In Wings (spring 1990), Bernard S. Jackson describes a log pile he constructed for overwintering adult butterflies and for pupating larvae at the Memorial University Botanical Garden, St. John's, Newfoundland. He stacked six-foot logs in layers at right angles to each other, leaving a few inches between pieces. He then nailed roofing felt to the top layer for waterproofing.
Around the woodpile, Jackson set both nectar and larval plants to soften its look and to draw in butterflies. He points out that a smaller woodpile, built in the same style, would work in a backyard setting. (Wings is published twice a year by Xerces Society, 4828 SE Hawthorne Blvd., Portland, OR 97215; $25/yr.)
Hedgerows and Hibernation Boxes
A woodworking plan that appeared in Birds & Blooms (send SASE to BGQ for copy) was used as part of a Cub Scout service project in Sterling, Virginia (a suburb of Washington, D.C.). Scouts built seven boxes for the Hedgerow Habitat Trail at Community Lutheran Church in fall, 1995. They substituted a plexiglas panel on one side so boxes' use could be monitored. Boxes were sited in a wooded area. Says trail organizer Suse Greenstone, "We've checked the boxes in spring and fall since they were put in. So far, no butterflies, but spiders love them!"
The Hedgerow Habitat Trail includes meadow, wetland, hedgerow, woodland, and rock pile for amphibians. A regional native plant symposium was held in fall 1997 at the church.
Forty in Pennsylvania
At the same time, a more ambitious hibernation box project was taking place at Shaver's Creek Environmental Center, Penn State University. Eagle Scout David Wisniewski constructed 40 boxes for PSU's Department of Entomology. The boxes were attached to trees along woodland trails of Shaver's Creek, where Mourning Cloaks and other overwintering butterflies are commonly seen.
On a sunny day in March, 1996, boxes were inspected for occupancy. Spider silk was found in eight boxes. The following March, a second inspection turned up greater evidence of use by various creatures: 26 of the boxes contained spider webs and silk; seven contained abandoned nests of umbrella wasps; three had overwintering cluster flies; two had been used by pupating Gypsy Moths; one had a colony of ants; two had dead stink bugs; and one contained a nest of black locust leaves left by one tiny white-footed mouse. Eight boxes were empty.
Says Robert Snetsinger of PSU, "I have yet to see evidence to support the notion that butterflies actually need or use butterfly houses. My suggestion is, if you want to do something useful for butterflies, build them a mud puddle." (Reported in Butterfly Times, Dept. of Entomology, 501 ASI Building, PSU, University Park, PA 16802.)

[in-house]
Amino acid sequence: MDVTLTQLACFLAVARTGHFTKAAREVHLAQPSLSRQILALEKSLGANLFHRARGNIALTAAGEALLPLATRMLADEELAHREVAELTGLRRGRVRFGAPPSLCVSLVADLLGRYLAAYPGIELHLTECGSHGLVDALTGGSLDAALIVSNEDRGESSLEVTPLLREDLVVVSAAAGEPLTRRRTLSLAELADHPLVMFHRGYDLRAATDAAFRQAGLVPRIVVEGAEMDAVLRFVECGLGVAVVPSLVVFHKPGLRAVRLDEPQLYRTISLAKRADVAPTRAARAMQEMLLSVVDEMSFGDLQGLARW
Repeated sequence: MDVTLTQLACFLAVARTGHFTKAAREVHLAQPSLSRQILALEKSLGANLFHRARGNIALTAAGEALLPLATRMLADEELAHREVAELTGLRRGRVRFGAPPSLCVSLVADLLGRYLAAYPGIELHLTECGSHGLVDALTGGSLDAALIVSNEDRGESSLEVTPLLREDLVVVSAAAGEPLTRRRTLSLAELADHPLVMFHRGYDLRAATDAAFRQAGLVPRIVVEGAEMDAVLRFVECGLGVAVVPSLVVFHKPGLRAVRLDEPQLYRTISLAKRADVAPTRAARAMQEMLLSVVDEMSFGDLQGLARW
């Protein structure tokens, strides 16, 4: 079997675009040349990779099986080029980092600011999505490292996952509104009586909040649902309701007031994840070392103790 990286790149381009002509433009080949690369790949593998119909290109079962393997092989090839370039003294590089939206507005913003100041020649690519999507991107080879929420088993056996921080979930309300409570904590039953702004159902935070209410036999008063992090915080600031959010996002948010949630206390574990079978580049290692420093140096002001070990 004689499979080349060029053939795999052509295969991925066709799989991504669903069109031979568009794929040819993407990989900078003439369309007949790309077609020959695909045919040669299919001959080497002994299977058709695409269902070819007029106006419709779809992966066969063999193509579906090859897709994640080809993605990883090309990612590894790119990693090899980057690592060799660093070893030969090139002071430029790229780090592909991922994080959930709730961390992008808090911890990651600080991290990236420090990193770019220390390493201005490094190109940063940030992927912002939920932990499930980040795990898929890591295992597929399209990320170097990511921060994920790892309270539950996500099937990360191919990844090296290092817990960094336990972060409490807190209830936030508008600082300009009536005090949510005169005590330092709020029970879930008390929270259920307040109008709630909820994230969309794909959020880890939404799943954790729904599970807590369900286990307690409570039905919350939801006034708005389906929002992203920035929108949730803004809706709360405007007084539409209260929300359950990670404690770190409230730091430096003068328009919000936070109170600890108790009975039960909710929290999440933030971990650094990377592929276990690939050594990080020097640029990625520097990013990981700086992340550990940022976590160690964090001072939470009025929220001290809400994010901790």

Finally, the North American Butterfly Association put out a request for member feedback on hibernation box use. Only three responses came in; all were negative (unless you count usage by wasps and spiders). Commented one member, "We have lots of trees and several small buildings for butterflies to hibernate in; maybe they just don't need my box!"
NABA's Ann Swengel comments that "expectations need to be realistic about such boxes. Most bird boxes get used by something, because there are so many kinds of birds that might use them. I think we should look at butterfly boxes as more like bat houses: these require more specific conditions and locations and still some luck to get occupied by the targeted animal."
A Natural Surprise
I was reminded this summer of the resourcefulness of caterpillars and butterflies, when I began preparing our house for painting. I removed a basket, which was fastened to the porch next to the mailbox. There, behind the basket, an empty swallowtail chrysalis was attached to the wood siding. How I wish I had been on the porch a few weeks earlier, when the Western Tiger Swallowtail emerged!
Should something like a pupation box be developed and marketed, I doubt I'd be interested. I'll take a surprise discovery, in my yard or along a mountain trail, anytime.
Article by Claire Hagen Dole, Publisher/editor of Butterfly Gardeners' Quarterly. #10, Fall 1997.